Monday, April 26, 2010

Silicone Plastique / Culinart


I often receive emails from people looking for some odd shaped mold. Most people assume that you have to pay a fortune for a custom vacuum formed plastic chocolate mold. However, there is a much simpiler and cost effective method.

I highly recommend going to the newly designed MakeYourOwnMolds.com website to look at their silicone moldmaking products. MakeYourOwnMolds.com is a part of Culinart. Amongst their product line up is Silicone Plastique, which is a putty food grade silicone; Silicone Spread, which is a thixotropic food grade silicone that is thick and spreadable; and CopyFlex which is a liquid food grade silicone. They also sell supporting supplies such as sealants and release agents. We will just talk about the Silicone Plastique for now since it is the easiest and cleanest to use.

One example of a common inquiry is a letter in a certain font. If you look at the stock plastic chocolate molds for sale, you will see that there aren't many choices. So, I try to tell people to go to a hobby store and find the letter that you want as a model to make a mold from. This can be made out of wood, clay, or even fabric. It just needs to have some degree of thickness to it.

The model must first be prepped before the Silicone Plastique can be used. Usually this will involve adhering the item to a board using kneading clay. Make sure whatever you are using is FDA approved, or at least non-toxic. The item must also be sealed so that the mold making material doesn't penetrate the surface of the model. Depending on the item you may want to also use a release agent so the silicone does not stick to the model. Again, since you will be using this in the preparation of food, you want an FDA compliant material. These products can all be obtained from the folks at Culinart.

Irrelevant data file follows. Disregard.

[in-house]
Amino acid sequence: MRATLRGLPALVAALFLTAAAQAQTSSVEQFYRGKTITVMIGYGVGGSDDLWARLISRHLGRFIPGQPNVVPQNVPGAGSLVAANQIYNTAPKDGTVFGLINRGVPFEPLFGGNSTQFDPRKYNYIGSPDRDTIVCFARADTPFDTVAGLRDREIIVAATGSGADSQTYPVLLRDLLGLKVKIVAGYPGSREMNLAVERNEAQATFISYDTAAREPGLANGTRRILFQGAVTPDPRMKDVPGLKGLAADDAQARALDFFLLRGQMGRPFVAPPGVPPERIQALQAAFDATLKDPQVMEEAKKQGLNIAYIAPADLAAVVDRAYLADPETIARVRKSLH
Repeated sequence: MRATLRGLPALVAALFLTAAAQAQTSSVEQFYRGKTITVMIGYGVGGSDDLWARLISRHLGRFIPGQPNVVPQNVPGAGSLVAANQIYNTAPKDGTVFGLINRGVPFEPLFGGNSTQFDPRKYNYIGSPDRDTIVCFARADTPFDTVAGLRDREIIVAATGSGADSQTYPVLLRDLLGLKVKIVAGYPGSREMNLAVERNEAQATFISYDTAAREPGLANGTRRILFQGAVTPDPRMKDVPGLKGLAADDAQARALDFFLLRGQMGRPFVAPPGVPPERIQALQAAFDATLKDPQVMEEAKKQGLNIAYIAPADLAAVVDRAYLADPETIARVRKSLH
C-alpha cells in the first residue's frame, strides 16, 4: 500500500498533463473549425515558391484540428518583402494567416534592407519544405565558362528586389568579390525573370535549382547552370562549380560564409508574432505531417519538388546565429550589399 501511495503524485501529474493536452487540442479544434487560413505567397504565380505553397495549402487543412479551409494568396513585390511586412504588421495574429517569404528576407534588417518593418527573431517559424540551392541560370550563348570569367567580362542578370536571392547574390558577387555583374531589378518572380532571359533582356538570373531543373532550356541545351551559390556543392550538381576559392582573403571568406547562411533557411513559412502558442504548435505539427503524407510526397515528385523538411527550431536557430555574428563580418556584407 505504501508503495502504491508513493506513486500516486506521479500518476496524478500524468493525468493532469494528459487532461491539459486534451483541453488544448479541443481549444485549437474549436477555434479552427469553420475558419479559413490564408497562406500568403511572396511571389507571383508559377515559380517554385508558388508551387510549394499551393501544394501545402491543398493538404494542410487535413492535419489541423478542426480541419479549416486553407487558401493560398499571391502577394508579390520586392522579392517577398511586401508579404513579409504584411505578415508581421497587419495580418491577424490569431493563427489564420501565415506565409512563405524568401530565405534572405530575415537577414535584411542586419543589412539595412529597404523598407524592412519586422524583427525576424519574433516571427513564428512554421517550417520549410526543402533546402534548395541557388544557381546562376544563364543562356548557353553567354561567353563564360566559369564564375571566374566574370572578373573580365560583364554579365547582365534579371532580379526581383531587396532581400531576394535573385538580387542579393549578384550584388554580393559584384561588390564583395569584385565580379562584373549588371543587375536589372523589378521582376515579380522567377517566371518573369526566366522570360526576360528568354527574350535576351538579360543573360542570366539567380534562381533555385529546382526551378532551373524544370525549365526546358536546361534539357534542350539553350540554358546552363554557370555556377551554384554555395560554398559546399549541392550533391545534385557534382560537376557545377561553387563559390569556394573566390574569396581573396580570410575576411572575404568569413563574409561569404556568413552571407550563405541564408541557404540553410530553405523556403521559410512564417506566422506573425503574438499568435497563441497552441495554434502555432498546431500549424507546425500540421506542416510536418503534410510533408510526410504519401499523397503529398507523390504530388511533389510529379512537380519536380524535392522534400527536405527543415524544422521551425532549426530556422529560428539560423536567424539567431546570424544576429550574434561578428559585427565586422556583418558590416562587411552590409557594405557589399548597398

Once the model is ready, you will mix the two parts of the putty together to activate the mold making chemicals. You must work fairly quickly before the materials begin to harden. According to a video on their website, you have about 10 minutes to make your mold once you have mixed the two parts together. If your mold is large, you may want to mix the putty in steps so you can take your time. At any rate, now that the putty is mixed you will want to apply it to your model. It is important to lay the silicone on the model in a manner that does not trap air. After you have applied the materials, it will take approximately an hour to cure, or completely harden. You will need to thouroughly wash and dry the mold prior to use.

I highly recommend that you go http://www.makeyourownmolds.com/ and watch the lace mold making video. It is an excellent demonstration with very good tips that you can use when making any mold.

2 comments:

black_rose said...

This particular type of mold, is it safe for baking? Thanks.

Christina Durta said...

This silicone product says that it can resist temperatures as high as 450 degrees.